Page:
Objectives: The aim of this prospective, randomized, controlled trial was to evaluate the role of ciprofloxacin as an adjunct to corticosteroids in acute ulcerative colitis.
Methods: Seventy consecutive patients with mild (n = 37) or moderately active (n = 33) ulcerative colitis were randomized to receive oral ciprofloxacin (250 mg b.i.d., n = 34) or placebo (n = 36) for 14 days. In addition, they were given oral prednisolone (initial dose 20 or 40 mg for mild and moderately active ulcerative colitis, respectively) and rectal betamethasone enemas (2 g at night) for 7-9 weeks. All patients were receiving olsalazine (0.5 g twice daily). At study entry, the groups were similar with respect to age, sex, extent, duration, and severity of disease, and previous treatments. Patients were assessed clinically, endoscopically, and histologically before, at the end of the trial (day 14), and on completion of steroid treatment, or at any time worsening of symptoms or a complication of ulcerative colitis occurred.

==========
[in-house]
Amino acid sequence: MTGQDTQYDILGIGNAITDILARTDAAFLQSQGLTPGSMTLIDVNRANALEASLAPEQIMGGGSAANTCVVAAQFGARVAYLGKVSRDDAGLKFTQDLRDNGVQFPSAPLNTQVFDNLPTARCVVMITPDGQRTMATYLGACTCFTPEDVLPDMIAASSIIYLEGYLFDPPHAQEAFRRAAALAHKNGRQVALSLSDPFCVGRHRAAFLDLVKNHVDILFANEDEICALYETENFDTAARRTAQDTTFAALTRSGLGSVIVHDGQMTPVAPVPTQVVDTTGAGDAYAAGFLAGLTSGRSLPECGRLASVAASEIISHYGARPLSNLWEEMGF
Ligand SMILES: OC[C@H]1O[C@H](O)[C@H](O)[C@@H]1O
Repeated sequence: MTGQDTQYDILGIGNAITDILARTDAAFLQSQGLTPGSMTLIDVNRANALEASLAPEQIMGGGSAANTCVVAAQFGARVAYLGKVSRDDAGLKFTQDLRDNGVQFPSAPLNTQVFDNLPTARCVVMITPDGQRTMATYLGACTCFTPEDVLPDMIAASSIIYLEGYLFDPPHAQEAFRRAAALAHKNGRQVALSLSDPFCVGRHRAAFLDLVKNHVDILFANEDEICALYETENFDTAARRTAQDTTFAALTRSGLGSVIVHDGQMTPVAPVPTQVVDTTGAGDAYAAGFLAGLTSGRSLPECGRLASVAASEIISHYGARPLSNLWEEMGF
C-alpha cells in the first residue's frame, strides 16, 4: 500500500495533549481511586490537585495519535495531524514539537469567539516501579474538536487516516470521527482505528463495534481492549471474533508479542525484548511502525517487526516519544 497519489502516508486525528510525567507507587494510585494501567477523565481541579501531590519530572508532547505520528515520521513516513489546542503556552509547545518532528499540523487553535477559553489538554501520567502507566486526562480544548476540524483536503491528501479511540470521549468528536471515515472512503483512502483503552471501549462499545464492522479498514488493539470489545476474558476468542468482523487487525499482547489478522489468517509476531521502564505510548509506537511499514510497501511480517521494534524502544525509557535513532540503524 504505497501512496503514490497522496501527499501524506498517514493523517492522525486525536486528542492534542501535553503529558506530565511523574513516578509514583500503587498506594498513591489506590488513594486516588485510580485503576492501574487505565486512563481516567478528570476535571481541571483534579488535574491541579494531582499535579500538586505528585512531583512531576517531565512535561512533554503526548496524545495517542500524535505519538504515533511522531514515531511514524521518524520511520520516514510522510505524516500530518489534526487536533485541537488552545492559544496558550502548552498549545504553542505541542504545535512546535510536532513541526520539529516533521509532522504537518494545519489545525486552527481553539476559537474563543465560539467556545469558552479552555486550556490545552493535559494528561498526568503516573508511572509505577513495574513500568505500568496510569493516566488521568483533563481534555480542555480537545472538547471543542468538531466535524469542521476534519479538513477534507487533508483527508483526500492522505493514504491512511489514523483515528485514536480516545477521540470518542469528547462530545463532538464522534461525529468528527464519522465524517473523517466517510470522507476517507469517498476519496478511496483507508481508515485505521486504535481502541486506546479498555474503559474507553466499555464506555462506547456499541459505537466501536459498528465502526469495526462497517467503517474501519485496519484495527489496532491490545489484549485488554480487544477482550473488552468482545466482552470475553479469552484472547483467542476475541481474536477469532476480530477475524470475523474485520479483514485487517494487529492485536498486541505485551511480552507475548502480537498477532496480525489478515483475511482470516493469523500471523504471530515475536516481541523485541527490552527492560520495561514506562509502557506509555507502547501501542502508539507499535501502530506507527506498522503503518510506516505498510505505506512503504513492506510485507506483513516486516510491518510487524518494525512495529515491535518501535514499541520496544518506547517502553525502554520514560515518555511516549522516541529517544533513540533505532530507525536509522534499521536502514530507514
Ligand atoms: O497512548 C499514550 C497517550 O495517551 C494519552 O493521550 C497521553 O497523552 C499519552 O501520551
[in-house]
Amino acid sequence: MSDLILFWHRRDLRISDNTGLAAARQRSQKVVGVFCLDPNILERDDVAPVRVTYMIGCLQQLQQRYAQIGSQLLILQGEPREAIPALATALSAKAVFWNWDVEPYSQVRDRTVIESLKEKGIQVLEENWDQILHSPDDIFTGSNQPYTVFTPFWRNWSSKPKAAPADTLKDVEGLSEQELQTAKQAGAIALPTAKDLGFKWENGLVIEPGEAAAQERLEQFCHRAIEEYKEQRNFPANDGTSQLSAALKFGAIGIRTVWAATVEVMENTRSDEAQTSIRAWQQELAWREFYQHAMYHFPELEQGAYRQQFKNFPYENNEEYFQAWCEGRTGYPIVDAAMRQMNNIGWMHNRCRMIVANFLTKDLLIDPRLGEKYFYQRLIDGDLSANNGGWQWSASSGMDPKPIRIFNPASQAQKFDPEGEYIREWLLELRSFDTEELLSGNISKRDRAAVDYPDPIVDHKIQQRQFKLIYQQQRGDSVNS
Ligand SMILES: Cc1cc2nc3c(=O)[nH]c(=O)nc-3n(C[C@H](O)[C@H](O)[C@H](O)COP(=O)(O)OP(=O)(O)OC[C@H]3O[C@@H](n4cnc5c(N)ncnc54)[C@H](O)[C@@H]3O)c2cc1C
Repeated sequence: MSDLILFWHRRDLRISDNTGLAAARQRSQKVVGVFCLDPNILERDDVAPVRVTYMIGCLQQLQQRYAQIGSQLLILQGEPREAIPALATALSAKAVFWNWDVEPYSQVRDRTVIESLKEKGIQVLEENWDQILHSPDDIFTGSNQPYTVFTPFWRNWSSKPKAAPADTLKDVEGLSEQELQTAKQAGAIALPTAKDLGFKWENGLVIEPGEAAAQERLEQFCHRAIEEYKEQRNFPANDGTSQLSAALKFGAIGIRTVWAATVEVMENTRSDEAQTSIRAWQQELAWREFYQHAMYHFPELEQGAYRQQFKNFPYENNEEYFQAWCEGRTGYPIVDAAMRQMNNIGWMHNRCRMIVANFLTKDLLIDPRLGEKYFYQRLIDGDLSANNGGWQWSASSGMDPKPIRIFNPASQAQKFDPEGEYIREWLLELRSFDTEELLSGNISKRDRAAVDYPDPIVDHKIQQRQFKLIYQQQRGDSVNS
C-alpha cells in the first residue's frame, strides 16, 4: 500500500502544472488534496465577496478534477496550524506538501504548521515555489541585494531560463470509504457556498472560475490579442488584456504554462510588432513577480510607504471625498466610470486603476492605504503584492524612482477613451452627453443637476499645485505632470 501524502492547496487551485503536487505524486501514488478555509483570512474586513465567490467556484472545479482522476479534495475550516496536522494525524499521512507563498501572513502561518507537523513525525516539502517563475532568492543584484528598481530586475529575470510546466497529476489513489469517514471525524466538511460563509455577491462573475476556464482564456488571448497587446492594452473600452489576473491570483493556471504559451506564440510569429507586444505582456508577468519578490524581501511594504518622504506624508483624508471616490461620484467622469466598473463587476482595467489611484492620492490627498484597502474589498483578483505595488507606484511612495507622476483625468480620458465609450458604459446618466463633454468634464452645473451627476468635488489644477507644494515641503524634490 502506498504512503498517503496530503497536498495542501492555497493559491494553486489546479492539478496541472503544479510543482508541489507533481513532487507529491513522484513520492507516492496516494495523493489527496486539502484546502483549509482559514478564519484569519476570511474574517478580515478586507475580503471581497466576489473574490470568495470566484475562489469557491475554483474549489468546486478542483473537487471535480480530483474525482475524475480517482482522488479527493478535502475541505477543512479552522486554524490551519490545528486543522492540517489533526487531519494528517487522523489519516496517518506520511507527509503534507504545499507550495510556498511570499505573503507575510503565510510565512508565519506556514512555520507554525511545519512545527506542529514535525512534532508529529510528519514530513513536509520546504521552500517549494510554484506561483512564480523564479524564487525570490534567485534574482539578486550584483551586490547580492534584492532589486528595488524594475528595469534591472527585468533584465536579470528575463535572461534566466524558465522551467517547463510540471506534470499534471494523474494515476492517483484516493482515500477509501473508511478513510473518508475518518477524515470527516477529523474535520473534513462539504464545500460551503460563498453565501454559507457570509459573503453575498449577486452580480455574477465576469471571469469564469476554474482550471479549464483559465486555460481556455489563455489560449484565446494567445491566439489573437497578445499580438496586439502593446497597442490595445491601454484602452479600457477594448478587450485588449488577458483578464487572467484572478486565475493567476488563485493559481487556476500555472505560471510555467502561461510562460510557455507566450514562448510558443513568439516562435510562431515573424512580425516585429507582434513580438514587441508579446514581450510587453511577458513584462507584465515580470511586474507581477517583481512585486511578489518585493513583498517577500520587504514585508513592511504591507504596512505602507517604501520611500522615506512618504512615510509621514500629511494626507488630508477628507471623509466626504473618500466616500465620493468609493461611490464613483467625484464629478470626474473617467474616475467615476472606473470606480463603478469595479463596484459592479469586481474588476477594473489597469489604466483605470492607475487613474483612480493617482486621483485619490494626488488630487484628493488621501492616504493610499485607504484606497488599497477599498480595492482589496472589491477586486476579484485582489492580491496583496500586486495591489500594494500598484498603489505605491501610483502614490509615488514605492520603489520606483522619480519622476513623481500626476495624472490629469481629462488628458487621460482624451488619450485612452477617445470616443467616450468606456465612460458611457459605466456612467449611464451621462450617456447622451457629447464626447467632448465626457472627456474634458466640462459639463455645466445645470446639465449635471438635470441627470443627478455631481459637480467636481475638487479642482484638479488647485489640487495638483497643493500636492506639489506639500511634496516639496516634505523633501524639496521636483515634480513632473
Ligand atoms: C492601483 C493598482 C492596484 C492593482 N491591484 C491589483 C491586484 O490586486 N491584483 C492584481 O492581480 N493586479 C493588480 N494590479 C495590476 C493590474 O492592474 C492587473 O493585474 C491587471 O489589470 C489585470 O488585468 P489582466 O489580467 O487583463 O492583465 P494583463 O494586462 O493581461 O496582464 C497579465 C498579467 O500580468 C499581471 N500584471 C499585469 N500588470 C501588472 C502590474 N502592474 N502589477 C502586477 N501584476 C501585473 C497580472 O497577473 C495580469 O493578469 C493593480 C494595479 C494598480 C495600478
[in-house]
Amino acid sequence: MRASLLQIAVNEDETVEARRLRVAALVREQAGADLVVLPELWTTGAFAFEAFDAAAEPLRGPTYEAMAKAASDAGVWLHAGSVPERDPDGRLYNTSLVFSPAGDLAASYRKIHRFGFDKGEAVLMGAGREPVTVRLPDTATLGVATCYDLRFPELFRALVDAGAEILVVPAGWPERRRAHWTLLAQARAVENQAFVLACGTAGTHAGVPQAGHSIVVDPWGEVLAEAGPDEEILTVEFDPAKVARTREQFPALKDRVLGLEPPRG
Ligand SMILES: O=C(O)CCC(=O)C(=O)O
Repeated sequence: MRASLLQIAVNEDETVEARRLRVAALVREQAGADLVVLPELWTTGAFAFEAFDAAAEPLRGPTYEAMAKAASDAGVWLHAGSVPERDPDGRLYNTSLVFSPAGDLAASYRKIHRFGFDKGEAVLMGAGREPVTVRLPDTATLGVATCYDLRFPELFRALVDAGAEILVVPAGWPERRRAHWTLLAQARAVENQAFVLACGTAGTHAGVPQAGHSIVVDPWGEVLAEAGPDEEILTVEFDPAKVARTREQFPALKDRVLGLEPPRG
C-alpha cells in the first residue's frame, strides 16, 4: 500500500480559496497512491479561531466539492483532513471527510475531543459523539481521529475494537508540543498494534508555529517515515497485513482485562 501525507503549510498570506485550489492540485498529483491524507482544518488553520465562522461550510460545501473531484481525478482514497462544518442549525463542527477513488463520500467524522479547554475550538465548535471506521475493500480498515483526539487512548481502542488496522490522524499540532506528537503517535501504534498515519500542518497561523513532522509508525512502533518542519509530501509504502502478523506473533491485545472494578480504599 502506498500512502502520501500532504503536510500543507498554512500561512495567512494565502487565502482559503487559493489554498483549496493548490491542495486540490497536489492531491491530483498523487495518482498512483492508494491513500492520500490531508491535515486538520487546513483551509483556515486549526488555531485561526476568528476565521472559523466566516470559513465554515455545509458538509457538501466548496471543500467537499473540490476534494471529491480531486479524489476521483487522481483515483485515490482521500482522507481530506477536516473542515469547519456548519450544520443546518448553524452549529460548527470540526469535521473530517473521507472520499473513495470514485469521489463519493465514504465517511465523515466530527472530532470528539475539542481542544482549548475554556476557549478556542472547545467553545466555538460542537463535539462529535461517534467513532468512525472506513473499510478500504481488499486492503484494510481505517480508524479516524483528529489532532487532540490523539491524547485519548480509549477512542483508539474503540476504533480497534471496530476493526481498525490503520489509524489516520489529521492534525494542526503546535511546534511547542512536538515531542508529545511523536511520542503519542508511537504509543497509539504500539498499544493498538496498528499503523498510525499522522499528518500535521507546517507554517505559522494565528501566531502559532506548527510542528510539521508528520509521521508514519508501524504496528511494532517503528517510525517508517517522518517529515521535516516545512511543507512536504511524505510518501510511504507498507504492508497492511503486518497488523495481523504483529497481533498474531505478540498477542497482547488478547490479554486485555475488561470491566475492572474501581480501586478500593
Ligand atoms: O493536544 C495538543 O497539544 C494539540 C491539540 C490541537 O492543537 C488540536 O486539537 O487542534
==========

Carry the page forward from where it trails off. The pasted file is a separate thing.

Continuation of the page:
Results: At the end of the study, 24 patients (70.5%) in the ciprofloxacin group and 26 patients (72%) in the placebo group achieved remission (p > 0.1, Yates chi 2). Ten patients in each group necessitated higher doses of oral (n = 12) or intravenous (n = 8) steroids. Of the latter patients, two underwent emergency colectomy without perioperative deaths. Clostridium difficile toxin A was not detected in nonresponders to ciprofloxacin treatment.
Conclusions: A short course of oral ciprofloxacin treatment does not seem to increase the proportion of patients with active ulcerative colitis going into remission.